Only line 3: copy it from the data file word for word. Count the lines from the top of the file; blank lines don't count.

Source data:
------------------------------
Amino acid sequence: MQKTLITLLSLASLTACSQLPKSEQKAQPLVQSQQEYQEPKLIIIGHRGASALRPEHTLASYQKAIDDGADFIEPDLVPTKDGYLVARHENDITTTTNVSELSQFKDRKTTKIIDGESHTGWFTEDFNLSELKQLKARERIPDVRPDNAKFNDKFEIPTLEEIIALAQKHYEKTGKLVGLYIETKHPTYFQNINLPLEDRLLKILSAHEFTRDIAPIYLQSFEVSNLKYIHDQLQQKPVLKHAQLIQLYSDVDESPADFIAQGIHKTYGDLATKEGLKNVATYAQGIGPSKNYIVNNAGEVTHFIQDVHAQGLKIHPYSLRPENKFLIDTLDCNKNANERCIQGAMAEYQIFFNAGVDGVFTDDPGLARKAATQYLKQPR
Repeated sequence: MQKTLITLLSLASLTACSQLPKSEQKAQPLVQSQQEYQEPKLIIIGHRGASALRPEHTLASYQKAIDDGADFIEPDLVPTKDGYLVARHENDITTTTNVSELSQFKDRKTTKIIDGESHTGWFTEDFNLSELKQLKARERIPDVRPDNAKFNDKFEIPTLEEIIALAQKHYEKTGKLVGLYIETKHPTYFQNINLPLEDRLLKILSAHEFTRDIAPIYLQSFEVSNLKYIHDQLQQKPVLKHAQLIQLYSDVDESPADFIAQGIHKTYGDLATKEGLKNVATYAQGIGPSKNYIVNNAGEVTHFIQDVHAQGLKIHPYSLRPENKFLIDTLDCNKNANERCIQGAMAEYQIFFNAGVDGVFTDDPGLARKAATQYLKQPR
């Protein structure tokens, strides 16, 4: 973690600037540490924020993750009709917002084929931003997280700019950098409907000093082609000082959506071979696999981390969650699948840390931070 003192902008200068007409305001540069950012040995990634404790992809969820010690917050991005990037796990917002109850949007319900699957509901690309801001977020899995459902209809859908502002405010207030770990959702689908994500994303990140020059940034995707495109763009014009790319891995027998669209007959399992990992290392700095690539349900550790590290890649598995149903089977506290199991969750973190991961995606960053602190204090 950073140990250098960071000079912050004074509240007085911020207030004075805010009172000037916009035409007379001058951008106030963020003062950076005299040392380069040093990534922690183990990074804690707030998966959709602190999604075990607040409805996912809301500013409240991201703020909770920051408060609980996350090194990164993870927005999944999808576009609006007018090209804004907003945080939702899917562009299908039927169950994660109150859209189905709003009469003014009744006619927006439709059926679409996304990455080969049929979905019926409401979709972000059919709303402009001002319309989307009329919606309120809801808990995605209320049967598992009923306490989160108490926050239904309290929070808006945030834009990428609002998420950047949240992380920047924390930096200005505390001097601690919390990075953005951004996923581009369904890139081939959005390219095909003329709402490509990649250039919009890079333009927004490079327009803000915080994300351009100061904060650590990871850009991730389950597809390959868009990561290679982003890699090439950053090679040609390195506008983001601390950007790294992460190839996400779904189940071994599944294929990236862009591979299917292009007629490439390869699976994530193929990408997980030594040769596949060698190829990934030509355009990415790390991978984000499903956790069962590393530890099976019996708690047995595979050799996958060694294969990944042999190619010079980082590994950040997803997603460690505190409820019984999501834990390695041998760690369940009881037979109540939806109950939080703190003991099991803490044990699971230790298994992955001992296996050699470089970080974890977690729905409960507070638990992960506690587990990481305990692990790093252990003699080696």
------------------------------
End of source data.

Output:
């Protein structure tokens, strides 16, 4: 973690600037540490924020993750009709917002084929931003997280700019950098409907000093082609000082959506071979696999981390969650699948840390931070 003192902008200068007409305001540069950012040995990634404790992809969820010690917050991005990037796990917002109850949007319900699957509901690309801001977020899995459902209809859908502002405010207030770990959702689908994500994303990140020059940034995707495109763009014009790319891995027998669209007959399992990992290392700095690539349900550790590290890649598995149903089977506290199991969750973190991961995606960053602190204090 950073140990250098960071000079912050004074509240007085911020207030004075805010009172000037916009035409007379001058951008106030963020003062950076005299040392380069040093990534922690183990990074804690707030998966959709602190999604075990607040409805996912809301500013409240991201703020909770920051408060609980996350090194990164993870927005999944999808576009609006007018090209804004907003945080939702899917562009299908039927169950994660109150859209189905709003009469003014009744006619927006439709059926679409996304990455080969049929979905019926409401979709972000059919709303402009001002319309989307009329919606309120809801808990995605209320049967598992009923306490989160108490926050239904309290929070808006945030834009990428609002998420950047949240992380920047924390930096200005505390001097601690919390990075953005951004996923581009369904890139081939959005390219095909003329709402490509990649250039919009890079333009927004490079327009803000915080994300351009100061904060650590990871850009991730389950597809390959868009990561290679982003890699090439950053090679040609390195506008983001601390950007790294992460190839996400779904189940071994599944294929990236862009591979299917292009007629490439390869699976994530193929990408997980030594040769596949060698190829990934030509355009990415790390991978984000499903956790069962590393530890099976019996708690047995595979050799996958060694294969990944042999190619010079980082590994950040997803997603460690505190409820019984999501834990390695041998760690369940009881037979109540939806109950939080703190003991099991803490044990699971230790298994992955001992296996050699470089970080974890977690729905409960507070638990992960506690587990990481305990692990790093252990003699080696």